The first one was a Catherine Mann hero in an IM – Tag – a loadmaster seargant who reads shakespeare to relax. Then, I thought of all the veteran Carla Kelly heroes. Then, Aiden Bedwyn.
    How about the duke in MJP’s a perfect rose – the one who thought he was dying and fell for the actress?
    How about the hero in Kinsale’s the shadow and the star?
    Or the conscientious objector in Lorraine Heath’s Always to Remember?
    It may be that my favorite hero type is the warrior poet as well. Thinking of them became easier as the day went on.
    -Michelle

    Reply
  6. I’ve been trying to think of warrior poet examples all day. I think because of the use of the word warrior, the first ones I came up with were all in the military or vets.
    The first one was a Catherine Mann hero in an IM – Tag – a loadmaster seargant who reads shakespeare to relax. Then, I thought of all the veteran Carla Kelly heroes. Then, Aiden Bedwyn.
    How about the duke in MJP’s a perfect rose – the one who thought he was dying and fell for the actress?
    How about the hero in Kinsale’s the shadow and the star?
    Or the conscientious objector in Lorraine Heath’s Always to Remember?
    It may be that my favorite hero type is the warrior poet as well. Thinking of them became easier as the day went on.
    -Michelle

    Reply
  7. I’ve been trying to think of warrior poet examples all day. I think because of the use of the word warrior, the first ones I came up with were all in the military or vets.
    The first one was a Catherine Mann hero in an IM – Tag – a loadmaster seargant who reads shakespeare to relax. Then, I thought of all the veteran Carla Kelly heroes. Then, Aiden Bedwyn.
    How about the duke in MJP’s a perfect rose – the one who thought he was dying and fell for the actress?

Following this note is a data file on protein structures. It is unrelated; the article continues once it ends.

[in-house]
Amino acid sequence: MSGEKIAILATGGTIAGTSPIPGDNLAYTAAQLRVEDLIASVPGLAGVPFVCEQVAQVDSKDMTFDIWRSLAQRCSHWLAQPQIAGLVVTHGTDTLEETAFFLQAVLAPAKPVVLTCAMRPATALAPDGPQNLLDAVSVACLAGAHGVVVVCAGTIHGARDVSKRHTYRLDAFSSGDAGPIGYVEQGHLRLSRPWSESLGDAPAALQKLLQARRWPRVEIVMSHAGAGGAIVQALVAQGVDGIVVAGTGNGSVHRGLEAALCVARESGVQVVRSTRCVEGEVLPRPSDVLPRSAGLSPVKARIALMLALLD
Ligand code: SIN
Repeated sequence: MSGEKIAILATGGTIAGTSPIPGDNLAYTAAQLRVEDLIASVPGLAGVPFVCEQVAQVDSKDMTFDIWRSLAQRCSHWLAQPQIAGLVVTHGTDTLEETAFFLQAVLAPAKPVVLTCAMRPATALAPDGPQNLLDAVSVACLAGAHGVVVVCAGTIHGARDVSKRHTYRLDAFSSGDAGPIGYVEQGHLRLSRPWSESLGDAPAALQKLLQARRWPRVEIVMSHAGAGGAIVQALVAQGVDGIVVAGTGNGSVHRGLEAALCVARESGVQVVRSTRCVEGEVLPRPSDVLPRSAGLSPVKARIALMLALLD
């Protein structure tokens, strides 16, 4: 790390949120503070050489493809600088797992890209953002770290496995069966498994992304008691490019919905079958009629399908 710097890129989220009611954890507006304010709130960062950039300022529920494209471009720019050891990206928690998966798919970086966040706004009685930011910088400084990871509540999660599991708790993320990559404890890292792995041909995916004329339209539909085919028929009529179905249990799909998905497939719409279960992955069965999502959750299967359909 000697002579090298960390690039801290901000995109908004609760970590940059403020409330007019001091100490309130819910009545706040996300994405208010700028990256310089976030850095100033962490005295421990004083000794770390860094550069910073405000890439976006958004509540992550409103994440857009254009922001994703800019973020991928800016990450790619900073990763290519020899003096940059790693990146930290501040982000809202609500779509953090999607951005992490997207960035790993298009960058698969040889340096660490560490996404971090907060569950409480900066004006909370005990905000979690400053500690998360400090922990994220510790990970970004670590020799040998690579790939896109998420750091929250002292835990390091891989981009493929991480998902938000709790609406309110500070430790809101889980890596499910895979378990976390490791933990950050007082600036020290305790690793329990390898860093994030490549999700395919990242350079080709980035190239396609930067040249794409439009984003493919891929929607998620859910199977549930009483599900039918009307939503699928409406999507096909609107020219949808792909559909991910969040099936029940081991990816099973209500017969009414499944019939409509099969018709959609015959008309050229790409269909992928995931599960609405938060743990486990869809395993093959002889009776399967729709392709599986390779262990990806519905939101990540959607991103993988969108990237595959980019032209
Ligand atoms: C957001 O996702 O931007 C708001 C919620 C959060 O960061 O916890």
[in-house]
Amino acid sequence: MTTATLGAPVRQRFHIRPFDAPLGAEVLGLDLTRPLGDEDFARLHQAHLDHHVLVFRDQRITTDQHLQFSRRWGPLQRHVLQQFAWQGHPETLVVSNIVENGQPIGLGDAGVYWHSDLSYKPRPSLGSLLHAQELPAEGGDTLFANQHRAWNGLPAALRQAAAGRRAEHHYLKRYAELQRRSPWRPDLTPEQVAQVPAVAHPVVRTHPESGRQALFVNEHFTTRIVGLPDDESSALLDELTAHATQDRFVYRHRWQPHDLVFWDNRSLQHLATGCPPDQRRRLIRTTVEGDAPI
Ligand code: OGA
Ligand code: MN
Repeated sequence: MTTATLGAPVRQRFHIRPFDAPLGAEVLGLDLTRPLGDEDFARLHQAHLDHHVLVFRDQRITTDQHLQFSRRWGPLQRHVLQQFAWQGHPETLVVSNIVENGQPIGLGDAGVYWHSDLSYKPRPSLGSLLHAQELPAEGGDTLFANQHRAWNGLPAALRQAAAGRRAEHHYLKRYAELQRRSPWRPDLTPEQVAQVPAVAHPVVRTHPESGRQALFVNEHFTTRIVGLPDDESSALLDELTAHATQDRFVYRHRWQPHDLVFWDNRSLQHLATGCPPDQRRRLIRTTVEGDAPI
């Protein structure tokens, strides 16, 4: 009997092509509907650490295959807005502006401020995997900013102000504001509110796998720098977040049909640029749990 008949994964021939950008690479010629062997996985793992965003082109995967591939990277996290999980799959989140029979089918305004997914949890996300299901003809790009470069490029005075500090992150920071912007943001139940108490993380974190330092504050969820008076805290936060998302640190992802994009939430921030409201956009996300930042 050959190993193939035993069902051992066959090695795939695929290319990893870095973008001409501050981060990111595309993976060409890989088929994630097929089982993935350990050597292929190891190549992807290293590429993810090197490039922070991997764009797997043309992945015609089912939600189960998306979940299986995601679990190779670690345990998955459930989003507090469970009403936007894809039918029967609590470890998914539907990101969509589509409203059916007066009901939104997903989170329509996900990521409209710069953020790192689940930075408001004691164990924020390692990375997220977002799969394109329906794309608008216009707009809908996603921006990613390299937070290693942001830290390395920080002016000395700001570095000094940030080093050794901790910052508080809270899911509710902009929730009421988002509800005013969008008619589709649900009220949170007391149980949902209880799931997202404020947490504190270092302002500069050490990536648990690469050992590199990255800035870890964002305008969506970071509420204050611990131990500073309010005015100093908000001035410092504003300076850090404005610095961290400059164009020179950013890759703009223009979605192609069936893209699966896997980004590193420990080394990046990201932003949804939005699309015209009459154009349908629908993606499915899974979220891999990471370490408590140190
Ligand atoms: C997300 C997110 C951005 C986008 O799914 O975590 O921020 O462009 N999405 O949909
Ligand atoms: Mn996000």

How about the hero in Kinsale’s the shadow and the star?
    Or the conscientious objector in Lorraine Heath’s Always to Remember?
    It may be that my favorite hero type is the warrior poet as well. Thinking of them became easier as the day went on.
    -Michelle

    Reply
  8. I’ve been trying to think of warrior poet examples all day. I think because of the use of the word warrior, the first ones I came up with were all in the military or vets.
    The first one was a Catherine Mann hero in an IM – Tag – a loadmaster seargant who reads shakespeare to relax. Then, I thought of all the veteran Carla Kelly heroes. Then, Aiden Bedwyn.
    How about the duke in MJP’s a perfect rose – the one who thought he was dying and fell for the actress?
    How about the hero in Kinsale’s the shadow and the star?
    Or the conscientious objector in Lorraine Heath’s Always to Remember?
    It may be that my favorite hero type is the warrior poet as well. Thinking of them became easier as the day went on.
    -Michelle

    Reply
  9. Thank you Susan/Sara for your post on Warrior Poets. And the images were great!
    Warrior Poets….
    How about Captain Picard? Would he meet muster? Or would Worf be a better candidate (after his son Alexander showed up)? Definitely the hero in THE SWORD MAIDEN was a WP and possibly Duncan in KOF.
    I’m with MaryK… I need/want some examples so I visualize. Pleeeaaassseee.
    –the littlest wenchling

    Reply
  10. Thank you Susan/Sara for your post on Warrior Poets. And the images were great!
    Warrior Poets….
    How about Captain Picard? Would he meet muster? Or would Worf be a better candidate (after his son Alexander showed up)? Definitely the hero in THE SWORD MAIDEN was a WP and possibly Duncan in KOF.
    I’m with MaryK… I need/want some examples so I visualize. Pleeeaaassseee.
    –the littlest wenchling

    Reply
  11. Thank you Susan/Sara for your post on Warrior Poets. And the images were great!
    Warrior Poets….
    How about Captain Picard? Would he meet muster? Or would Worf be a better candidate (after his son Alexander showed up)? Definitely the hero in THE SWORD MAIDEN was a WP and possibly Duncan in KOF.
    I’m with MaryK… I need/want some examples so I visualize. Pleeeaaassseee.
    –the littlest wenchling

    Reply
  12. Thank you Susan/Sara for your post on Warrior Poets. And the images were great!
    Warrior Poets….
    How about Captain Picard? Would he meet muster? Or would Worf be a better candidate (after his son Alexander showed up)? Definitely the hero in THE SWORD MAIDEN was a WP and possibly Duncan in KOF.
    I’m with MaryK… I need/want some examples so I visualize. Pleeeaaassseee.
    –the littlest wenchling

    Reply